7. Some snap lid plastic storage containers with bins to store all the little pieces and parts from the equipment. It might not be a bad idea to look at plastic fishing tackle boxes, as they have lots of storage compartments.

    8. Some Akro plastic bins to hold your brass, bullets and loaded cartridges while you're in the process of reloading. If you're loading single stage, you might need some cartridge blocks to regain the brass in various stages of production. Buy the cheapest bins out there, such as Harbor Freight; they're all plastic so you gain nothing by paying more.

    9. A couple of adjustable wrenches, one six inch and one eight inch. There may be other hand tools, but if you have a toolbox, you may already have them. Or you can identify the correct size wrenches you need for a better fit when adjusting things.

    10. A kinetic bullet puller and a collet bullet puller to correct your mistakes. Why both? The kinetic puller to cover oddball calibers you decide to buy and load and the collet puller to cover the calibers you load the most. I had the kinetic made by Frankford Arsenal in the past, but because of price changes, I now recommend the RCBS one, because of their excellent warranty (They’ll exchange it if it breaks, no matter how long you’ve owned it.). BTW, the collets for the Frankford Arsenal fit the RCBS. I like the Hornady and RCBS collet pullers, because of their operation speed and they don’t spill the powder everywhere.


    11. A brass trimmer. I have an RCBS Trim Pro automated version and have recently added the head that chamfers. Makes it real nice if you’re processing large quantities of brass that need trimming and chamfering. I used to compete in high-power rifle, reload lots of rifle cartridges that need to be trimmed to length occasionally. For smaller quantities of brass, a hand trimmer would be sufficient and much more fun to use. You will need to check your brass is not over the maximum allowed length. After trimming, you will need a de-burring tool cleans up the inside and outside necks so the case-mouth isn't sharp and bullets insert smoothly without damage. RCBS offers the Trim Mate to automatic this, as well as the chamfering heads for their Trim Pro. Most automatic pistol cartridges do not need to be trimmed. IF you're loading for serious competition, consider the Gracie and Giraud trimmers.

    12. Cartridge gauge. These are nicely convenient to check to see if your reloaded cartridges are within SAAMI specification.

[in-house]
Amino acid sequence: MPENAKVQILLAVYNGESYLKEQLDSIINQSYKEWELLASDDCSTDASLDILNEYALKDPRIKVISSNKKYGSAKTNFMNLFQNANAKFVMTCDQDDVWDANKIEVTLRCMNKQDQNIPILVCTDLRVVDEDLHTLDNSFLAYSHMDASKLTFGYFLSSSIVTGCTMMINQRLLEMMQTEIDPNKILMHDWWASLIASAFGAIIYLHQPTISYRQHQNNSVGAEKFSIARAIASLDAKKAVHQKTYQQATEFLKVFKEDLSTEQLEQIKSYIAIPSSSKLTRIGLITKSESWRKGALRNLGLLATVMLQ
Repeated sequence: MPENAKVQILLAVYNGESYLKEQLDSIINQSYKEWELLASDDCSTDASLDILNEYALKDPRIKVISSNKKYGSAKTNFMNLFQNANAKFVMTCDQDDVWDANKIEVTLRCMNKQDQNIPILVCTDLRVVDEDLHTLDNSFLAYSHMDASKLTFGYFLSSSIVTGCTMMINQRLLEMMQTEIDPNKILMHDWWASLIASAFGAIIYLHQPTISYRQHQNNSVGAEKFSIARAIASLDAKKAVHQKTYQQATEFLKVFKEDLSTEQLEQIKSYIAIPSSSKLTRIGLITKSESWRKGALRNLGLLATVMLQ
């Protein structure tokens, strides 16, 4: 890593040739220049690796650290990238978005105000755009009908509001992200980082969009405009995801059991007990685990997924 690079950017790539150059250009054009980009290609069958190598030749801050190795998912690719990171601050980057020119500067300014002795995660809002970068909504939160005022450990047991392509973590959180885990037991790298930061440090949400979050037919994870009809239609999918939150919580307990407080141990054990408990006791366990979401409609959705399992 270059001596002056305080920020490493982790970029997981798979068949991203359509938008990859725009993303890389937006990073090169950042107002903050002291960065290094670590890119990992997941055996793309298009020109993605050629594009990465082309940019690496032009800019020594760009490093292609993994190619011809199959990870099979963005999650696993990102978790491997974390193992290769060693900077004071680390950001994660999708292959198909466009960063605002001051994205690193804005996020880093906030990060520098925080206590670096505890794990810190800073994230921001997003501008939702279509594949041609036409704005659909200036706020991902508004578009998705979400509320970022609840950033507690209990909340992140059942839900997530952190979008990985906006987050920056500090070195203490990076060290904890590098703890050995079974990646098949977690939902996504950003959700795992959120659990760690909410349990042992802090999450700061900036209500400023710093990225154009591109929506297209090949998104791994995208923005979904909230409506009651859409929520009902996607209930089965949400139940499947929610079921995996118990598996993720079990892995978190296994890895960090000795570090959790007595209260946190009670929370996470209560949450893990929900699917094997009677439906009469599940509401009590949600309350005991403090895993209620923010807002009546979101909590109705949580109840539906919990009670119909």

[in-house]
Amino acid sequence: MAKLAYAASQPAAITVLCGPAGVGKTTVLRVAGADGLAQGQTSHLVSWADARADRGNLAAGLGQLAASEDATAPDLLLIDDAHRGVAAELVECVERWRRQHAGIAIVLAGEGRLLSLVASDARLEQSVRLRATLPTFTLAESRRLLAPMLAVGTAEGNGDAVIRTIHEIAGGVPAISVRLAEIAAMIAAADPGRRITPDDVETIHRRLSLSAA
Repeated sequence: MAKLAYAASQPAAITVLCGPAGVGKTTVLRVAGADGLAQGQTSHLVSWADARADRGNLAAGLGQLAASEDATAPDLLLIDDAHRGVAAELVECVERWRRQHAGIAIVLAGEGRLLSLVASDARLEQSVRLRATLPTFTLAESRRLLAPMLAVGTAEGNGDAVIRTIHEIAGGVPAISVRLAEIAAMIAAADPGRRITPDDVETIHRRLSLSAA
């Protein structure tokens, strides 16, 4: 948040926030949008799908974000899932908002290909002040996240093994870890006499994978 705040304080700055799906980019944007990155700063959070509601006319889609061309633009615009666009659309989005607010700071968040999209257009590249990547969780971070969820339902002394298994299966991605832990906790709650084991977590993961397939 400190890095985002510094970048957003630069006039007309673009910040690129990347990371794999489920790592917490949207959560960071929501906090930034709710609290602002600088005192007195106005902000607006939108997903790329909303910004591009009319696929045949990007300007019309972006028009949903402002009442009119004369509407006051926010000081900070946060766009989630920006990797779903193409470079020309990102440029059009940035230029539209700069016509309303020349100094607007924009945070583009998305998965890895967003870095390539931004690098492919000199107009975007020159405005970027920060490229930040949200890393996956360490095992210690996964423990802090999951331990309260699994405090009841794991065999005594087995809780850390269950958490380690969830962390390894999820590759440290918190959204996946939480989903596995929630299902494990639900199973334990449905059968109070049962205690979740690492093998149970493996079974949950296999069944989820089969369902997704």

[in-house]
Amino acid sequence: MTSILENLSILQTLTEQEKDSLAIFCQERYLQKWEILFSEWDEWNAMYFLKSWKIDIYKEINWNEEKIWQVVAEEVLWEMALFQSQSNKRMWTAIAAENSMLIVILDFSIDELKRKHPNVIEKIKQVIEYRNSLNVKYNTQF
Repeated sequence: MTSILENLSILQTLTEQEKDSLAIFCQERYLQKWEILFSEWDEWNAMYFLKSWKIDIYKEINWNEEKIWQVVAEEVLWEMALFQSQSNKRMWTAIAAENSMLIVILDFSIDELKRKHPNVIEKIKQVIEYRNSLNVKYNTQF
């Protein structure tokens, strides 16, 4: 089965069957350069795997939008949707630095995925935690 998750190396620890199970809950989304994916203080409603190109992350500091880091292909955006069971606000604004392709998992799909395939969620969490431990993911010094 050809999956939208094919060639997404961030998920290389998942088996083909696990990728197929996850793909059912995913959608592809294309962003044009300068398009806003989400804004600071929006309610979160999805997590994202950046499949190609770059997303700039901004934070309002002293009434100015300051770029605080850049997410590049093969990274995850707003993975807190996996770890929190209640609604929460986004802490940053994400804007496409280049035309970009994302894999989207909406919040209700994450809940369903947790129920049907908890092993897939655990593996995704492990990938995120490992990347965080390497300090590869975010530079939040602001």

13. Case lube - I use Hornady One Shot on my rifle cartridges, but I find it and their cleaner lube handy for lubricating moving parts on my progressive that I don't have grease and oil getting into. For rifle cartridges you can lube with a pad and case lube (such as the one included in the RCBS kit) or use something like Hornady one-shot or try out Imperial Sizing Die Wax, which is another excellent product. My recommendation is the One Shot or the Imperial wax over the messy lube pads.

    14. Brass - I recommend you research and buy a better brand of brass, particularly what the majority of folks shooting your caliber are loading, it'll generally be (but not always) the best compromise of quality and price. Occasionally something new comes along that whips the "standard" pretty badly. Though sometimes, it’s about the same price to buy preloaded cartridges, shoot them and reload the brass. You come out about the same cost wise, but get to shoot it more. Don't forget once fired range brass as well, particularly for pistol.

    15. Powder - Again, start with the "Ole standby" for your cartridge (if one exists) and then move out to other brands as you gain reloading experience. Post on the net and folks will provide you with what the “Ole standby” is.

    16. Bullets - FMJ is great, but lead is cheaper. I'd advise buying them in bulk, 500 to a thousand at a time. You'll want to learn how to reload before you even think about making your own lead bullets. Depending on the caliber you're shooting, this will certainly result in significant savings. This is for range practice. For hunting, go with the best bullets you can afford for the type of animal you’re hunting. Once you've gained some reloading experience, you may want to save even more and cast your own bullets like I do.

    17. Safety glasses, wear them while you're reloading, just like you do when you're shooting. Nothing like making a mistake, then blowing up a primer and losing an eye to ruin one’s day.